We can't thank you enough for the work you do and for saving our daughter's life and our relationship with her."© 2015 by Jill Murray. The author of this book does not dispense medical advice or prescribe the use of any techniques as forms of treatment for physical or medical problems without the advice of a physician, either directly or indirectly.
The intent of the author is only to offer information of a general nature to help you in your quest for emotional and spiritual well-being.
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Intimate violence can take a number of forms including physical, verbal, emotional, economic and sexual abuse.
The World Health Organization (WHO) defines intimate partner violence as "...
any behaviour within an intimate relationship that causes physical, psychological or sexual harm to those in the relationship, including acts of physical aggression, sexual coercion, psychological abuse and controlling behaviors." The most extreme form of such violence may be termed intimate terrorism, coercive controlling violence, or simply coercive control, which is where one person is violent and controlling; this is generally perpetrated by men against women, and is the most likely of the types to require medical services and the use of a women's shelter.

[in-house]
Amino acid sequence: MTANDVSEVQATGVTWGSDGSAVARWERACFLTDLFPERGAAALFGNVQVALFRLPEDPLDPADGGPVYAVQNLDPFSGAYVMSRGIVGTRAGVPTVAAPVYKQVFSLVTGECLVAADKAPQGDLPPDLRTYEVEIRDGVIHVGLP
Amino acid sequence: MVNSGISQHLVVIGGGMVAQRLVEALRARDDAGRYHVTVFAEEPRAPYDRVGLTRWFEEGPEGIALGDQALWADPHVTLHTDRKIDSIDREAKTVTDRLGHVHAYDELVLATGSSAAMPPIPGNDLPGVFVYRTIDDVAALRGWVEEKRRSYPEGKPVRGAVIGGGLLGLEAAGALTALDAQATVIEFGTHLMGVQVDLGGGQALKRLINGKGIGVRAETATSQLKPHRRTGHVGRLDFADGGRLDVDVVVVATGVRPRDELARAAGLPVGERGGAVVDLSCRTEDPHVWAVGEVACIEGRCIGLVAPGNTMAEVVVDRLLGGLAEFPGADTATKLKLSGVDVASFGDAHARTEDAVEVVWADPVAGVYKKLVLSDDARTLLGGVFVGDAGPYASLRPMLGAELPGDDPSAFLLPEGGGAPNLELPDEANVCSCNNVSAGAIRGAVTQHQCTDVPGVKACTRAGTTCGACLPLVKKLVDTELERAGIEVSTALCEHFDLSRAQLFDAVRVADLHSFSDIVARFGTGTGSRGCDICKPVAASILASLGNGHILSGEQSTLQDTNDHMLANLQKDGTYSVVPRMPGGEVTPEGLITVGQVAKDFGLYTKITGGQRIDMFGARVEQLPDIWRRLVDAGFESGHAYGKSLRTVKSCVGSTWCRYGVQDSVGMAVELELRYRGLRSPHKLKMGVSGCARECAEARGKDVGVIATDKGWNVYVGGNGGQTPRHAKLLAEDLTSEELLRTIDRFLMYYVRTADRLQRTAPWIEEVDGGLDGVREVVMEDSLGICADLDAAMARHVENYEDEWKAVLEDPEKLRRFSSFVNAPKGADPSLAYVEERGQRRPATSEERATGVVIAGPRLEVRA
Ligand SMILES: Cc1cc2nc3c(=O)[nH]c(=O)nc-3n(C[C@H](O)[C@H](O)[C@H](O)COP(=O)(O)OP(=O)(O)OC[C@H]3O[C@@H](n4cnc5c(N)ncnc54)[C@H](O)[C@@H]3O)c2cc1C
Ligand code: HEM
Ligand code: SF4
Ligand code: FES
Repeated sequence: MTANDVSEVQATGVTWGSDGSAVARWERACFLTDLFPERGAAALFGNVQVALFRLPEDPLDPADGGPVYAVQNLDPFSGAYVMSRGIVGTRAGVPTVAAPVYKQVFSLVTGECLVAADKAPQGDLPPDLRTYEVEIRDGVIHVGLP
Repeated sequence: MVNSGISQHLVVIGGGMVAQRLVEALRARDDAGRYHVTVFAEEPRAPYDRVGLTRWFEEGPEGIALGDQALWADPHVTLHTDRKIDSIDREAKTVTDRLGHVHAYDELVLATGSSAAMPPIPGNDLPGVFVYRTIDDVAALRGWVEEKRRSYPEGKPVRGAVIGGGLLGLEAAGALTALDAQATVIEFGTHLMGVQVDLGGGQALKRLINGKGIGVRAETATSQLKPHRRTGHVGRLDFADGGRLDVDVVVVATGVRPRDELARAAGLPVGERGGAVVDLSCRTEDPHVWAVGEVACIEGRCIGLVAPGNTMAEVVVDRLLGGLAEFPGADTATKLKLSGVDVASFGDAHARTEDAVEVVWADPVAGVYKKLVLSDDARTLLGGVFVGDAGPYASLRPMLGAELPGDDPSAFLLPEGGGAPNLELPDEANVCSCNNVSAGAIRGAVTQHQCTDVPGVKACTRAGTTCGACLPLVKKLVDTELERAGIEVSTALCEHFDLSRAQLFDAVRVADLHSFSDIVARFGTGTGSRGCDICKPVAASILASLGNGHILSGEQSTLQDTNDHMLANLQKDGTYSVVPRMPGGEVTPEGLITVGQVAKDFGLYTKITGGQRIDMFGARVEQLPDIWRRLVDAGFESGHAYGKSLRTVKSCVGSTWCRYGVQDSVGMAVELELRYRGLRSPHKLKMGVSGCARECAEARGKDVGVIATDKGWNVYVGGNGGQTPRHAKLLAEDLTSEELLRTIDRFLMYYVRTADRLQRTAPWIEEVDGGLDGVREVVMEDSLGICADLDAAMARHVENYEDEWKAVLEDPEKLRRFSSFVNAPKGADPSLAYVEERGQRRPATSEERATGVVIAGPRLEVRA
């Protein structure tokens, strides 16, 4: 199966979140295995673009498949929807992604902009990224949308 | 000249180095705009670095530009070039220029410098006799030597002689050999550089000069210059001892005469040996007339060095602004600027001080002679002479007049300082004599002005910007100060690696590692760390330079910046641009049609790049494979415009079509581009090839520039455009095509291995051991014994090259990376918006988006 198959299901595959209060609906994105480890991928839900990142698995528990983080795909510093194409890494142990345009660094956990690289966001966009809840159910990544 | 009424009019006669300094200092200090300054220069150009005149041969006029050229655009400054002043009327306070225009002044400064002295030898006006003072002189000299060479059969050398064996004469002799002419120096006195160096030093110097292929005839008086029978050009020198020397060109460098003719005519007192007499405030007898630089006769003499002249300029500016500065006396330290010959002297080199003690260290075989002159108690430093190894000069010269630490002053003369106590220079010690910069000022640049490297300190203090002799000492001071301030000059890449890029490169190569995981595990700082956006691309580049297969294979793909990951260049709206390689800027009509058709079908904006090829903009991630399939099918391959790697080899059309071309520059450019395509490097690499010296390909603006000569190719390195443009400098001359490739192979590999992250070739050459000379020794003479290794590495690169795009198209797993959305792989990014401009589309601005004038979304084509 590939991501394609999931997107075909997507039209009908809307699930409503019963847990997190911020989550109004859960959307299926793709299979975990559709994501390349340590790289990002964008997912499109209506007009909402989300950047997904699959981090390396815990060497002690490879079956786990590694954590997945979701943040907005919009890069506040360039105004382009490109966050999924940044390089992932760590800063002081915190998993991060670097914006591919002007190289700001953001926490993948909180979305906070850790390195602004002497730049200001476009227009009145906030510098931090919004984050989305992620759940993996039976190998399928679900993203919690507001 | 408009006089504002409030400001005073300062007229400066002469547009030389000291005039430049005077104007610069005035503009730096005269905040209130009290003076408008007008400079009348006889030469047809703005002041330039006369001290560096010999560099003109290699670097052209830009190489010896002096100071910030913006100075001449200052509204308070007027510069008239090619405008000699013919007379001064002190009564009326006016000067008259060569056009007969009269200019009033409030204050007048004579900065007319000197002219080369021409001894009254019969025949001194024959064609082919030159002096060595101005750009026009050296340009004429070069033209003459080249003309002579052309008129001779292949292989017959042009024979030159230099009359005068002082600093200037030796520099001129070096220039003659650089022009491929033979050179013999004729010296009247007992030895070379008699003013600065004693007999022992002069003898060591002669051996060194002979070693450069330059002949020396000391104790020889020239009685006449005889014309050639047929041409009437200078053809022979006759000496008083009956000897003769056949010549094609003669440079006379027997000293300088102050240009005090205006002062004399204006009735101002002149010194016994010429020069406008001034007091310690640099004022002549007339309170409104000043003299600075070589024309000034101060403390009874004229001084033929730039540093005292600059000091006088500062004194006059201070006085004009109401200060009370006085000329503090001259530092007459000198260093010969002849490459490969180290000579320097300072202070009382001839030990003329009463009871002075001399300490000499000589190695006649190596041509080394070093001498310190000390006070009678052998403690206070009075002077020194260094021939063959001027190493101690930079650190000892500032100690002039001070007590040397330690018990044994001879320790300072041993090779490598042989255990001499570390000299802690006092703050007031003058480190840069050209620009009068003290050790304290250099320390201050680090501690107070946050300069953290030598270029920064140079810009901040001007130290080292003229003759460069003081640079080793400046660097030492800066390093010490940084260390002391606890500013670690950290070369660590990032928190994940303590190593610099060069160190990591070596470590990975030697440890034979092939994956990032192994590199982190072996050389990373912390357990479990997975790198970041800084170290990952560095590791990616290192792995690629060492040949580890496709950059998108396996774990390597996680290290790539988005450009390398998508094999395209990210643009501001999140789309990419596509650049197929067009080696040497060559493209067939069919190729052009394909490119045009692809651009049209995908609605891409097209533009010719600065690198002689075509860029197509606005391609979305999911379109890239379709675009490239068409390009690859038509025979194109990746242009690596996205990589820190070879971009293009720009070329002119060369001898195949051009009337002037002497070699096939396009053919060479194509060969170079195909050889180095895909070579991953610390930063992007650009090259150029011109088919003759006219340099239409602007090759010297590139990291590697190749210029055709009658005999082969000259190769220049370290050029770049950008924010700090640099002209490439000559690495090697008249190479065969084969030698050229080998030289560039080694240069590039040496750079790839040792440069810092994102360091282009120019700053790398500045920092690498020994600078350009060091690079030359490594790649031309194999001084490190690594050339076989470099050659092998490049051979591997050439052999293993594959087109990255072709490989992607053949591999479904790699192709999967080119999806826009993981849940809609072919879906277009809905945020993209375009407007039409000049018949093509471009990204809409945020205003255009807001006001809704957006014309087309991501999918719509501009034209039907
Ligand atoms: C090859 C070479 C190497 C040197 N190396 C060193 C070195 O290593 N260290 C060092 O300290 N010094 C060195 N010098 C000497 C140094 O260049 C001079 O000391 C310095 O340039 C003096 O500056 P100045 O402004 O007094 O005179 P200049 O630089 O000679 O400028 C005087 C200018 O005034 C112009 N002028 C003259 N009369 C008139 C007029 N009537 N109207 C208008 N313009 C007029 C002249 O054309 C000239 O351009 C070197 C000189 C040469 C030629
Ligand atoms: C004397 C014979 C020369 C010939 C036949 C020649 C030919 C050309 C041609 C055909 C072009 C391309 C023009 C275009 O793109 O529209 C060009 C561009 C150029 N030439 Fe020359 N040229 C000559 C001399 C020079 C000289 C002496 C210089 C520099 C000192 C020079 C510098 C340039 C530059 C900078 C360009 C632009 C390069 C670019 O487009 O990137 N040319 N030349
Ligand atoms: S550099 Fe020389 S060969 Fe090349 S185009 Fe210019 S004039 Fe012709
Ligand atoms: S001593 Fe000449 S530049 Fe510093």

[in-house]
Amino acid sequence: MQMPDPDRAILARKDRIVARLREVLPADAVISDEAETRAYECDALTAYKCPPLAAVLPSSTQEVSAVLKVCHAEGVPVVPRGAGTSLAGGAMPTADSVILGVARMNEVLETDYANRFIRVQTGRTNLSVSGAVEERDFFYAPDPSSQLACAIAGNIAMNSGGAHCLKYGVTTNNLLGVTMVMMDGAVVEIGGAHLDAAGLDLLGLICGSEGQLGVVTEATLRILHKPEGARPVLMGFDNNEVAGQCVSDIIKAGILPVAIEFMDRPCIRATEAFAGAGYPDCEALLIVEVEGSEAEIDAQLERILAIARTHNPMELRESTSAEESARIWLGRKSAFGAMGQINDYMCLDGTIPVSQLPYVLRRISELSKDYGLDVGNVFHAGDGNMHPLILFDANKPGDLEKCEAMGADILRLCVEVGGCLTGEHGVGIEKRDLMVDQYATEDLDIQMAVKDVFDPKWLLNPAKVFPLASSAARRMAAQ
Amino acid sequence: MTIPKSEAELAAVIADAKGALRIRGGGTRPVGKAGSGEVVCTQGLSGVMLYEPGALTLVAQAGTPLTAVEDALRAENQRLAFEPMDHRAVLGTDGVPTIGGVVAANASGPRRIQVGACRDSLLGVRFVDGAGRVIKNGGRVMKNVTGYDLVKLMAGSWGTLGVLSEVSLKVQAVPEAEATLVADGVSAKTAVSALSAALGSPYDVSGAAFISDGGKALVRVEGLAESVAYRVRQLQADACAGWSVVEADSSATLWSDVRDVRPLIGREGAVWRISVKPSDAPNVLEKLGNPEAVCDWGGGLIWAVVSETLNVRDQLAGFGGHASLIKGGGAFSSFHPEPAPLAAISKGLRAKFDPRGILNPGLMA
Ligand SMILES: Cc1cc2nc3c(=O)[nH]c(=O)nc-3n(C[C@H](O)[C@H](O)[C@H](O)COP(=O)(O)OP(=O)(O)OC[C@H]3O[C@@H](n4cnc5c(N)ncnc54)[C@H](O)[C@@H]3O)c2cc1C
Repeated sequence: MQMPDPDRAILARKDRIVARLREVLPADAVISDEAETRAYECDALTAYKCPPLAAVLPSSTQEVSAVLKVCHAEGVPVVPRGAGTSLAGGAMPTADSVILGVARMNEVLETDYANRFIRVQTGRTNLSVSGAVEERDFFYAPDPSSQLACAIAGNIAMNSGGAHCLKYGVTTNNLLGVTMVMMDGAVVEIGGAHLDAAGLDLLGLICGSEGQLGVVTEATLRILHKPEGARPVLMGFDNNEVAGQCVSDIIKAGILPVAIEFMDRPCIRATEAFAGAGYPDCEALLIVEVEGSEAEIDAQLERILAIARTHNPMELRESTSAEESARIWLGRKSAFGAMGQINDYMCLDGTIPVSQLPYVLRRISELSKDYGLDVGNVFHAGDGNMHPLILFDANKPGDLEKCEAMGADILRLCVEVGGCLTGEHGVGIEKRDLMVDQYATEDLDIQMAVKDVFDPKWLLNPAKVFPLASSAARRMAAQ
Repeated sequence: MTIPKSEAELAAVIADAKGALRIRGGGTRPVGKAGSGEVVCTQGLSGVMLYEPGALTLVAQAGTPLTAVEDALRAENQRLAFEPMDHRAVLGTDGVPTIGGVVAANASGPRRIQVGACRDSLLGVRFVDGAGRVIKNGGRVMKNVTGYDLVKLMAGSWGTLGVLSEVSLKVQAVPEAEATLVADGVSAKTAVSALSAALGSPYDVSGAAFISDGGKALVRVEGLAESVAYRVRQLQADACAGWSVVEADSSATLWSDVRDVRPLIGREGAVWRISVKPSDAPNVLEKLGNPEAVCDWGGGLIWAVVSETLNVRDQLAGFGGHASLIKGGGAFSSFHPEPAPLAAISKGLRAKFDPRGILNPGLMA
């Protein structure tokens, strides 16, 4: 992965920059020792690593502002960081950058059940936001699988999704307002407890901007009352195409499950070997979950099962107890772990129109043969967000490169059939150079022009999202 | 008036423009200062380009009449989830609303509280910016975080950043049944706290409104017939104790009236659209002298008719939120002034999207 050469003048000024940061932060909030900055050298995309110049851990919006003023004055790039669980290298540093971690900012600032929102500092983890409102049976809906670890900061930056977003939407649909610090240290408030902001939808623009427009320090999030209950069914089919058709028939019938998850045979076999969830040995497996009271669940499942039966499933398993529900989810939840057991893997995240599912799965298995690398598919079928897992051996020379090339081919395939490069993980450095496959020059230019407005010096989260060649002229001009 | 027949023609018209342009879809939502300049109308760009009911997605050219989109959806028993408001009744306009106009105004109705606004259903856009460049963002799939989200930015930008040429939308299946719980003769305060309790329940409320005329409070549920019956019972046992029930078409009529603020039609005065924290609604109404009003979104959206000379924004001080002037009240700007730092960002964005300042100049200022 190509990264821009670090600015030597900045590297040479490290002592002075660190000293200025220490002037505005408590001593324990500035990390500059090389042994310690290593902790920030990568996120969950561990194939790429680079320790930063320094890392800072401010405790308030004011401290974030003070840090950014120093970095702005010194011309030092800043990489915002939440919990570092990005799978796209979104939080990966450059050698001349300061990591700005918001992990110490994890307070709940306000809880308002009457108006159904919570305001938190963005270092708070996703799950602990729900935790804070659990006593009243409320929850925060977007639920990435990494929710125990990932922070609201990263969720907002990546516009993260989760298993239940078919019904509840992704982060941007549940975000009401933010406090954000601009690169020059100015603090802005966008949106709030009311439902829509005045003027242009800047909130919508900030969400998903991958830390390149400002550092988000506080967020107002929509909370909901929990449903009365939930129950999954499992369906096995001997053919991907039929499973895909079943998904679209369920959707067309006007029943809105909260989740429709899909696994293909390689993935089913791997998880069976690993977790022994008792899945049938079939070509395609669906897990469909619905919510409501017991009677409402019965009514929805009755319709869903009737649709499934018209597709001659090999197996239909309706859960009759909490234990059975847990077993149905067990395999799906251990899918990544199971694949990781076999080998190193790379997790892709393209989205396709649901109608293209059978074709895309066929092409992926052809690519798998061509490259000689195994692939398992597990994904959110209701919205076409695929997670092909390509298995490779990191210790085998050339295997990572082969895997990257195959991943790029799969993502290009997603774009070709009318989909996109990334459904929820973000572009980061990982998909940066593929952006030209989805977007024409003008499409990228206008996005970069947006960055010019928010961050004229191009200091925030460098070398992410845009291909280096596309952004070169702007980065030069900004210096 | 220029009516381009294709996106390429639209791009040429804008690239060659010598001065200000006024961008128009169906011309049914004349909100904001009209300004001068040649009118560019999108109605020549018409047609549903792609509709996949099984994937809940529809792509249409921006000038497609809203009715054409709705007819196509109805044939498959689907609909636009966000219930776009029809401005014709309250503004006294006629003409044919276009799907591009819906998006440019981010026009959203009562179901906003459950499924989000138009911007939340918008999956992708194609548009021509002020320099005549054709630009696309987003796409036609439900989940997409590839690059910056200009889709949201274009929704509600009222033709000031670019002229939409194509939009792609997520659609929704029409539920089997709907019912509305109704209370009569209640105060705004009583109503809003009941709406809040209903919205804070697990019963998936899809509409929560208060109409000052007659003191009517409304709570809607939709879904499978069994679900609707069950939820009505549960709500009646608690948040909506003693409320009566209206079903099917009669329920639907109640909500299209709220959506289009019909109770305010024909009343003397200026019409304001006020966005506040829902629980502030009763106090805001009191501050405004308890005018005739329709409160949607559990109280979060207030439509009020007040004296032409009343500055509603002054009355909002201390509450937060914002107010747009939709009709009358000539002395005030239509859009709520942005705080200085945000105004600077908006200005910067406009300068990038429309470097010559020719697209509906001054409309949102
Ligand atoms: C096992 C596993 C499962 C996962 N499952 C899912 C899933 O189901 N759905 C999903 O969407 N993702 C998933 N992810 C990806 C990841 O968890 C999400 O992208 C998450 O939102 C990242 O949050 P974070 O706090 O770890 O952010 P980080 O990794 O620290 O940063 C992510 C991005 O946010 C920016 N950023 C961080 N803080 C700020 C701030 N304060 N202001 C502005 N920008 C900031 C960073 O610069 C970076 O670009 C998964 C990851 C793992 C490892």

The most common but less injurious form of intimate partner violence is "situational couple violence" (also known as "situational violence"), which is conducted by individuals of both genders nearly equally, Intimate partner violence occurs between two people in an intimate relationship.
Women are more likely to act violently in retaliation or self-defense one time and with less violence than that by men while men are more likely to commit long-term cycles of abuse.
As a result, the issue is not solely about violence against women, but about "violent people" or "violent couples." It also led to further research to better understand the situations within violent homes.
CDC 2010 National Intimate Partner and Sexual Violence Survey More men than women victims of intimate partner physical violence, psychological aggression.
Over 40% of victims of severe physical violence are men.
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